Revision is hard work. There’s no two ways about it. But it is necessary to improve the story – sometimes it’s the way the writer finds the real story. Though there can be times when it feels like the process of revision never ends – it doesn’t have to be overwhelming.

I like to think of it as making a cake. You have to work in layers.

The first layer is the plot structure. There are lots of different ways to draw out the plot or story arc of your novel. I use a color-coded Excel spreadsheet, others use sticky notes – either way is fine – as long as you have some way to see the overall scope of the story.

Divide your story into acts:
• Act 1 is the set-up: identify your characters and the conflict.
• Act 2 begins with a Turning Point which results in rising action.
• Act 3 the conflict increases until it reaches a Point of No Return. This is where we know what the character wants.
• Act 4 begins from the Point of No Return and we rise to the Crisis, which is where we learn what the character needs. From there we move to the Resolution and The End.

The second layer includes: characters, theme, emotions, plot. Once you’ve got your structure in place, take a look at the elements that create your story: Characters, Theme, Emotions, Plot.

Are your characters three dimensional? Is your protagonist well-developed? Do we care about them? Is there a theme present in the story? Here’s a big one for me – is the plot believable? Do the protagonist’s choices make sense?

The third layer contains the supporting elements. This is the time to look at side characters, dialogue, scene transitions, and pacing. Are the side characters necessary? Do they get enough time on stage? Do your characters speak in a believable way? Cliffhangers are great but make sure that when you move from one scene to the next, or one chapter ending to a new chapter, that you do it in a way that your reader can follow the timeline and sequence of events. Also, it’s hard to look at your own work objectively, but try to see where the pace of your story drags and where it might move too quickly.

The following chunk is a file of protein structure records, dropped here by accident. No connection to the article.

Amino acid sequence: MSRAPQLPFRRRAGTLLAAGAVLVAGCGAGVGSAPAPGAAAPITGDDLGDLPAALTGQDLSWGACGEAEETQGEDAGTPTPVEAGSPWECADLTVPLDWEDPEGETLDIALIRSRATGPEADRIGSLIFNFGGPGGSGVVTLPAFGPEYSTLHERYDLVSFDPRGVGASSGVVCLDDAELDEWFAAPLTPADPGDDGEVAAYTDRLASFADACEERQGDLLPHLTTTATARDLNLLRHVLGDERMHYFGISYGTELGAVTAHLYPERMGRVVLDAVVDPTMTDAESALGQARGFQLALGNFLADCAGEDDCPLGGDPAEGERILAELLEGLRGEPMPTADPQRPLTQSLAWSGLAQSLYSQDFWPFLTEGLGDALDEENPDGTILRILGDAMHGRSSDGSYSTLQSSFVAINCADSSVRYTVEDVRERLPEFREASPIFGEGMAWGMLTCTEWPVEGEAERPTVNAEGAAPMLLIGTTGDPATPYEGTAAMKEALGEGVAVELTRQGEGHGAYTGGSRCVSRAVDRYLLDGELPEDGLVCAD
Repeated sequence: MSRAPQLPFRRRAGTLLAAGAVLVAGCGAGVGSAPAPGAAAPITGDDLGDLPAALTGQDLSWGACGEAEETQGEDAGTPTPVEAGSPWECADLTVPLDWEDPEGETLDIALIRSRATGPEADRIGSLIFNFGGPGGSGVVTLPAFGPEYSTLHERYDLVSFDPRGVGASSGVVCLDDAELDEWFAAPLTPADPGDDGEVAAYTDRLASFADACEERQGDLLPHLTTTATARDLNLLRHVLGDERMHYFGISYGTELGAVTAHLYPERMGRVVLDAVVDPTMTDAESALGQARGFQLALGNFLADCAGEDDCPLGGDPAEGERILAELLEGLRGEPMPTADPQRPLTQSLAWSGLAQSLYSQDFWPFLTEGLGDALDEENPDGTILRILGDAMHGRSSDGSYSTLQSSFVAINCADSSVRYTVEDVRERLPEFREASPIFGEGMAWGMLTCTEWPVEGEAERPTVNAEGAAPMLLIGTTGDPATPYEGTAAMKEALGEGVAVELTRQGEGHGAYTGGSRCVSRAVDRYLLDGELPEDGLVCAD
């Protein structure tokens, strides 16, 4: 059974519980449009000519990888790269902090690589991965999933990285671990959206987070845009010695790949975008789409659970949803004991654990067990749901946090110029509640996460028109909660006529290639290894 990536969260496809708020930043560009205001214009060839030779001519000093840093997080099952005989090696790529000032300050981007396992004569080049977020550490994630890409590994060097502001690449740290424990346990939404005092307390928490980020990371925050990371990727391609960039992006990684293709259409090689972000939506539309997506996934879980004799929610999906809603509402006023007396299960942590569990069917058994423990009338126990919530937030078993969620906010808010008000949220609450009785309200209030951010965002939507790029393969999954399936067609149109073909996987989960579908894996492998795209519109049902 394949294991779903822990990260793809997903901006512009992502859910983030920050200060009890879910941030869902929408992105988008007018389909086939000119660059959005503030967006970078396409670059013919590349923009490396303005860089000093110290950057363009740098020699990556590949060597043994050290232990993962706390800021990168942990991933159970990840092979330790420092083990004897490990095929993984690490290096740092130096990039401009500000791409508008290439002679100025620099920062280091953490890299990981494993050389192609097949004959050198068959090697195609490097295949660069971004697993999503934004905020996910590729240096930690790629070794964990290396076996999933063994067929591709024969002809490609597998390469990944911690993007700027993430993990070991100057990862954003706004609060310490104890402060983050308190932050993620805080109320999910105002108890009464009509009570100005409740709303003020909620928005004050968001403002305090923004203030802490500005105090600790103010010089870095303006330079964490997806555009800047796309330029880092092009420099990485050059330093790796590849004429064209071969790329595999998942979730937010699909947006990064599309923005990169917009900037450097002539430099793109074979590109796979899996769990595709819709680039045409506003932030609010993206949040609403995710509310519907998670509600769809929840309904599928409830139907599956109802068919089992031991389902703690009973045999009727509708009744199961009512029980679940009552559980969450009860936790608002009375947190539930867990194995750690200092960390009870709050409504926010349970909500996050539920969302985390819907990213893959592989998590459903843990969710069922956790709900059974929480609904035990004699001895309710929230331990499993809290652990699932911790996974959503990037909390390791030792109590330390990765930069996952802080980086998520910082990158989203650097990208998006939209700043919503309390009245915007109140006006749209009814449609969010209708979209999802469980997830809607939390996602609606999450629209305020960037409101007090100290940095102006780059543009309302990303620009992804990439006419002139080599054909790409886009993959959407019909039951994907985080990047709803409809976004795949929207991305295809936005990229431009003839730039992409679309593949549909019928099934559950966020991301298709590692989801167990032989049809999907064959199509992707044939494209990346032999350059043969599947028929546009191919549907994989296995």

The final layer is the details. This is my favorite part of the revision process. I like to think of it as putting on the beautiful sparkly frosting.

Make sure you’re showing and not telling. Show us what the main character is thinking and feeling through description and actions. Provide fresh, original details. Use vivid verbs and phrasing so that when the character’s heart races, ours does too. And finally, drop in those last little details that will set your work apart from others.

Revision is hard work but it is this part of crafting a story that will make the reader remember your characters long after they read ‘The End’.

Copyright, 2008-present. Fiction Notes. All rights reserved.